[00:20:09] Right. So 2005, seven era. Yeah. Never had them in Koal Bosnia, but yeah, they surfaced. Around that era, 2005 for me. So this set photographs. 

[00:20:21] Travis Bader: Yeah, this was 94 around there, 93. And so, I mean, they, they were doing it. They're doing it, but it was new for me. It's not like we had Google where we just go on and so, uh, good learning.

[00:20:33] Did you have 

[00:20:33] Jason Budd: Google earth back then? Trump? No, not back then. No. 

[00:20:36] Travis Bader: Um, and I remember, I thought I'm gonna take a shortcut. I think I know where it is. Right. And I got a compass out and I'm using these sat photos and I'm gonna take a shortcut through this area. And I was correct in what I was thinking. I just didn't realize the, um, uh, the sat photo, of course doesn't show the train and the, um, The sun was going down and I went down this really steep embankment, and I kept falling into the snow because there was, um, down trees that I was falling in between.

[00:21:07] And, and, uh, I remember I came back up and I was still wearing my t-shirt right. And I didn't realize how cold I was getting. And the other two were really cold, but the sun's going down. And I finally, I said, you know what, I'm going to, they were waiting at the top cuz I was going to show 'em the way. And of course I ended up coming back up and, but everything was getting really dark for me.

[00:21:27] Like it seemed like it was getting darker than what the sunset was doing. Yeah. And I realized I'm not shaking or anything. And maybe this is hypothermia. I don't know. I've read about this. Right. So, um, I. I got some kit on and tried to get some warm gear on and, uh, wanted to get moving as fast as I could.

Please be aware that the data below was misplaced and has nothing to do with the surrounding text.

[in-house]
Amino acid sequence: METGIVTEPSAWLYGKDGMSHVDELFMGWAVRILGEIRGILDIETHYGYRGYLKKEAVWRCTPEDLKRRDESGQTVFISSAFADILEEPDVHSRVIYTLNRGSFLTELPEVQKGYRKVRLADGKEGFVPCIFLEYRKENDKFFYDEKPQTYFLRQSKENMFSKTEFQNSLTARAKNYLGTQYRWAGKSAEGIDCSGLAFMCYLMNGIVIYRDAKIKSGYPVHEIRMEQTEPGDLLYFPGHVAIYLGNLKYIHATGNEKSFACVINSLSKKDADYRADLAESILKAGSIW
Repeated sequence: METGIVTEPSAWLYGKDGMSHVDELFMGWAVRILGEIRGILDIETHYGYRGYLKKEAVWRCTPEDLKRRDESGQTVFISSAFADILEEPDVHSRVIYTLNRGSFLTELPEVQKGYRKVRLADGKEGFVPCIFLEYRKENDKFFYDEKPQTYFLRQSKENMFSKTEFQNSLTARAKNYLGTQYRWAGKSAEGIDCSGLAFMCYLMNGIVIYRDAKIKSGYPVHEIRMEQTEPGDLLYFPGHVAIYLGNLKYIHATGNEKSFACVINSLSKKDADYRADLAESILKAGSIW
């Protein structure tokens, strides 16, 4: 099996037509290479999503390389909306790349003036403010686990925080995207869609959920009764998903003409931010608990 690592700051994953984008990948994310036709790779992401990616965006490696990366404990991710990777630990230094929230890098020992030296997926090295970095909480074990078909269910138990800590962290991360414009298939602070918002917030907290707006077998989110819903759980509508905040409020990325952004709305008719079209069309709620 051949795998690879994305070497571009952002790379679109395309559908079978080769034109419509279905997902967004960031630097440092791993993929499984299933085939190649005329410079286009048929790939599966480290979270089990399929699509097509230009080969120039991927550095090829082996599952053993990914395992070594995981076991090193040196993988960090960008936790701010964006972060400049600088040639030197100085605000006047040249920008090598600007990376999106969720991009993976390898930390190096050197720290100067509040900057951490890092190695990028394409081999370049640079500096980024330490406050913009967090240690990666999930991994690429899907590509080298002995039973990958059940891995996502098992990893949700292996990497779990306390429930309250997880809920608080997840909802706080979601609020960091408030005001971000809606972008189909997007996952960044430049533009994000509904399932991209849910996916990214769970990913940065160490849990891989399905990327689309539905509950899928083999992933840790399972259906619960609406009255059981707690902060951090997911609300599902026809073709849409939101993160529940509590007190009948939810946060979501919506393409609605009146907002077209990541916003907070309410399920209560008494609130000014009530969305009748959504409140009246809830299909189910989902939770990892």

[00:21:49] We're going back up a hill and I told them, I said, look, it, I, I'm not feeling right. Something's not quite clicking. And, um, if for whatever reason, cuz it's getting darker and darker. If, if for whatever, whatever reason I happen to pass out, I'm pretty sure our destination is. And I point in the area and I think it's only gonna be about another couple kilometers over that way.

[00:22:09] Just drop the packs and drag me in right. And um, thankfully once I started to warm up a little bit and I had some kit on things, started feeling a little bit more optimistic and that doom and gloom feelings kind of started to subside. But the other two that I was with were, uh, really delving deep into this whole mental doom and gloom.

[00:22:30] And, and I asked him, I said, look at scale of one to 10, where you at 10 you're right as range zero. You're dead. Where are you at? And, uh, one guy's like, I don't know, like a four, the other guy's like a two. I hated. Yeah. So, um, we ended up just through sheer determination and stupidity slogging in. And I remember when we finally found this one lake and was all frozen over, and that was the lake where we had to be, it took us 45 minutes to cross something that in the summertime would've taken you, I don't know, five, yeah.

[00:23:02] Seven minutes to, to cross. And then I get to the, um, to the cabin and I figure, oh, this is great. I couldn't get the lock open. Cuz the hands weren't working, I figured I'm gonna have to knock the door down. Eventually find a way in and the thinking. Everything would be great when you're in the cabin and not realizing until you get inside.

[00:23:21] It's the exact same temperature as everything outside, um, fire got going. We're good. Amazing how good. Yeah, you are. Once a fire gets going and you start to warm up a bit and, uh, but there was a lot of learning lessons off of that. Know your kit, know what you're bringing with. You don't bring untested stuff the very first time out.

[00:23:39] Um, I didn't really have much of a trip plan on that one. Um, maybe maybe have a little bit lighter pack. Like it was heavy pack that I was packing in and, um, I mean, bunch of fresh food, none of this freeze dried stuff. Right. I think I had a chicken or two in my backpack cuz I wanted to cook those up. Um, I've learned a lot since then.